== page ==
Cindy carried hope, or false hope I’d call it, for her husband, Ryan, of twelve years. Ryan carried the Xbox controller, what he carried every day, along with his little bag of greens. Together they carried two children, boys, 10 and 2. Cindy carried a spatula and spices, to provide food, breakfast and dinner, for Ryan and their kids. Lunch took care of itself, as both Cindy and Ryan ate at work. Ryan did not carry a “thank you,” for the meals his wife was serving up; he was too stuck in Madden or Call of Duty. Cindy carried the keys to a blue Monte Carlo; the AC didn’t work, nor did the power window on the driver’s side. Ryan carried the keys to a navy blue TrailBlazer, it was the family car, but he called it his. Cindy carried medications to take care of the bipolar disorder, and the boy, 10, he carried meds for his ADHD. The 2-year-old, he carried whatever was lying about the house. One day, Cindy carried a bruise, and then she carried another one. Ryan carried his ego, and the idea that Cindy would not leave him. Oh, I forgot to mention that Ryan carried his tool belt, but he would never build his wife a new kitchen, something she always wanted. On Fridays and Saturdays, Ryan carried a beer and a blunt. It’s okay though, Cindy carried the blunt, too. And the 10-year-old, he’d sometimes carry a ping pong ball, to play water pong. After the last bruise that Cindy carried, she also carried a bag of clothes for her and the youngest boy. Cindy stayed at her parents’ house that weekend. I don’t know what Ryan carries now. I don’t know what he wants. Currently, Cindy and Ryan hold the pass to marriage counseling. I hope soon they carry love, and the promise they made on that August eve.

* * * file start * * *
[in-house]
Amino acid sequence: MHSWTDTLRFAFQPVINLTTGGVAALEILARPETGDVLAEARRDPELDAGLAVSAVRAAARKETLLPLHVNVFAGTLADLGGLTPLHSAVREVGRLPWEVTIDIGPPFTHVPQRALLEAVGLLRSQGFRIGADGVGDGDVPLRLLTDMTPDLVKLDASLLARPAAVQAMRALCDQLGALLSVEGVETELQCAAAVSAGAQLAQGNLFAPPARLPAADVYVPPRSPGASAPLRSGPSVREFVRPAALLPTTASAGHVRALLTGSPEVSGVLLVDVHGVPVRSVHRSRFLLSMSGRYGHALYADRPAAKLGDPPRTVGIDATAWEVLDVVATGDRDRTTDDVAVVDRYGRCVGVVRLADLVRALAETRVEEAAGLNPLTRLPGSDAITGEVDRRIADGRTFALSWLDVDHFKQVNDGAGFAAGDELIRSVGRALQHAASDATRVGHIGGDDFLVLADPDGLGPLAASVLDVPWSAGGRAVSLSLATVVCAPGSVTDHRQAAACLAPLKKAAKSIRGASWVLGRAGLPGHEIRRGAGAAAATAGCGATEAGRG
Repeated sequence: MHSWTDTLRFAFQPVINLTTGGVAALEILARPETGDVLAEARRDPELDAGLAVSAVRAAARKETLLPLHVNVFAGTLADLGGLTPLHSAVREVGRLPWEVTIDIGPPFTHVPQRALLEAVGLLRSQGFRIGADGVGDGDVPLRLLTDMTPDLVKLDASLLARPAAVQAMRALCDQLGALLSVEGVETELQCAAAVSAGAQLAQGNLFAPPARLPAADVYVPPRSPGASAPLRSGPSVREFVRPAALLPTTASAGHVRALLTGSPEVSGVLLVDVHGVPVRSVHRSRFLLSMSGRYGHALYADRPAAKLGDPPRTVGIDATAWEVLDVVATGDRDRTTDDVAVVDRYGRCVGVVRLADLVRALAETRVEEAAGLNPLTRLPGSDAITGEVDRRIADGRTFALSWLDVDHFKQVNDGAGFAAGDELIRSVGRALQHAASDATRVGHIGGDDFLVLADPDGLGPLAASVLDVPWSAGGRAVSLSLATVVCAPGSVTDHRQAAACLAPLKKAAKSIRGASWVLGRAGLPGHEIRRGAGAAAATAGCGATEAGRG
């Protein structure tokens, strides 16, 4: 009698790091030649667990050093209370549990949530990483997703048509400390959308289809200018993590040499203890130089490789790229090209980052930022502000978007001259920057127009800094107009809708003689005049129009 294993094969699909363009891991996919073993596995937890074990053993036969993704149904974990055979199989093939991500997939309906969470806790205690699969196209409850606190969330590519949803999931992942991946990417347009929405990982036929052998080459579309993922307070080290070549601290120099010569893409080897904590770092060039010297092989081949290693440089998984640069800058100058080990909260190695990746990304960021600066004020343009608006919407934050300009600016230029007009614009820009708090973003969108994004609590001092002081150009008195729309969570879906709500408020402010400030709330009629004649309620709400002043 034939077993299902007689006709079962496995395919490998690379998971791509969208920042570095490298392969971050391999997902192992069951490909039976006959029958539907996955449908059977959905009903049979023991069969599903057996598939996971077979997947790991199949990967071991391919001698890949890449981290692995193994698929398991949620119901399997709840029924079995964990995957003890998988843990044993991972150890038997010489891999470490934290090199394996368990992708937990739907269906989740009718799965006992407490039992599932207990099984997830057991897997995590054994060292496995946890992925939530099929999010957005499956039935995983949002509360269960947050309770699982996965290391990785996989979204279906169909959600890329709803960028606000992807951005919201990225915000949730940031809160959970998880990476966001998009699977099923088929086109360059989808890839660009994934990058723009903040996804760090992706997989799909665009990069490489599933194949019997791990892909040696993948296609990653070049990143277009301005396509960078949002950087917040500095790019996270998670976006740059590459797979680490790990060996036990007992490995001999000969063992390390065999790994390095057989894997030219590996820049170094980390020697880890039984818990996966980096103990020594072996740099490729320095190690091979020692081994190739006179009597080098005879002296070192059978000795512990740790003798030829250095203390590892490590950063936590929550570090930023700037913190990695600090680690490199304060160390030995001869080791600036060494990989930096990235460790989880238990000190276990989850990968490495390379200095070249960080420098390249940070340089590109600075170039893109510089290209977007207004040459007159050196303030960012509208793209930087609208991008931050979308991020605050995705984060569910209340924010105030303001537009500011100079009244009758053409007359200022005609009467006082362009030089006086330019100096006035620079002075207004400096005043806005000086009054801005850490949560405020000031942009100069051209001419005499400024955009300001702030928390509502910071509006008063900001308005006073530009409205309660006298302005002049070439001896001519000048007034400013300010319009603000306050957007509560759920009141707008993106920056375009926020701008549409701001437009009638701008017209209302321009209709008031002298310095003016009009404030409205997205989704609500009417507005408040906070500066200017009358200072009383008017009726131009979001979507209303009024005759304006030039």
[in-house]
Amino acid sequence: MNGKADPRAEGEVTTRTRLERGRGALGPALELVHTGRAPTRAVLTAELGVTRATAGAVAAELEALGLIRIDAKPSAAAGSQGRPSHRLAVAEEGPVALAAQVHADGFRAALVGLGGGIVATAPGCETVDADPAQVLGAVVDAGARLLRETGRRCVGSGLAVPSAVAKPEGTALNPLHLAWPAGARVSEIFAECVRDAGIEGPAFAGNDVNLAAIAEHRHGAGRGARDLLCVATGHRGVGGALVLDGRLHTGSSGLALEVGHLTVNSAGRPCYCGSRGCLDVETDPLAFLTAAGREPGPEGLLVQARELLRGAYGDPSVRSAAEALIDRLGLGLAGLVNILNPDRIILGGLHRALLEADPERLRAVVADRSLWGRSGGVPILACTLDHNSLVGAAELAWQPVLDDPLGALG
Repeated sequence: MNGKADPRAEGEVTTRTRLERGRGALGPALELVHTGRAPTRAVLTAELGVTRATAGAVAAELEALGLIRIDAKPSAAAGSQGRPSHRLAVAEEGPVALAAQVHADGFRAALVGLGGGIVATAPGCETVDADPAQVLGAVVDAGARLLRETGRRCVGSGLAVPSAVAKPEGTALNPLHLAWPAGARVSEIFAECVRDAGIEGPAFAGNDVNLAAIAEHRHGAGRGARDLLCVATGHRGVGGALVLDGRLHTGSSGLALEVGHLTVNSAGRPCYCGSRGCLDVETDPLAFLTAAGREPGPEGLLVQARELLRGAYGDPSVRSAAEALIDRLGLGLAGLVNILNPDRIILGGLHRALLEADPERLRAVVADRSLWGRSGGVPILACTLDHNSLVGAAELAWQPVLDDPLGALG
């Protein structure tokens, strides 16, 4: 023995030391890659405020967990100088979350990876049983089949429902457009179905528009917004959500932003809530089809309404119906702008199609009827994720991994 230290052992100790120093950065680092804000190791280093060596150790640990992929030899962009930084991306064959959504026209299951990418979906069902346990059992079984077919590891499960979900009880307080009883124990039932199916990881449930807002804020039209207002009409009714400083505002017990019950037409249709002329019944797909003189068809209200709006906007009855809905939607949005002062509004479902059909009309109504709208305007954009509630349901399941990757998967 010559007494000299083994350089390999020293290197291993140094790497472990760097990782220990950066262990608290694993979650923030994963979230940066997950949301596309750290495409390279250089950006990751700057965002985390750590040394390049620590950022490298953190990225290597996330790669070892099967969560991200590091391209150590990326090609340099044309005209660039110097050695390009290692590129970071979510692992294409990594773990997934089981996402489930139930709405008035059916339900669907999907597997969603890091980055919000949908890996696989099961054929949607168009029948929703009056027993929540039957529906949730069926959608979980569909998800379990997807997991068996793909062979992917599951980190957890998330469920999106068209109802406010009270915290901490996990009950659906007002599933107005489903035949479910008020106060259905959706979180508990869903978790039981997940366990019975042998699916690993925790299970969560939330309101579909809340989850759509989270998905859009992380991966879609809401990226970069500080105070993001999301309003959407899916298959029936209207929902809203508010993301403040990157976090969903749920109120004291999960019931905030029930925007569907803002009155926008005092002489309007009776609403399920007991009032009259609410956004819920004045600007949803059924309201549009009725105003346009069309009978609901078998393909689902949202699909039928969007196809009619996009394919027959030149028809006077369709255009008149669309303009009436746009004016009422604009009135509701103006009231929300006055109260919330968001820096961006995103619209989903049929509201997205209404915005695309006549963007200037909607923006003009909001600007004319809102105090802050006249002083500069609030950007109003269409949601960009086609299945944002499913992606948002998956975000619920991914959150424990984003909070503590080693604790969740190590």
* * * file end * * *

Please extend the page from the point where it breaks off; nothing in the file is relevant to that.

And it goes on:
*Note: This couple is doing much better. I see them leading the way every day for their boys. The oldest is a successful athlete who continues to make honor roll, and I have no doubt that his younger brother will follow him.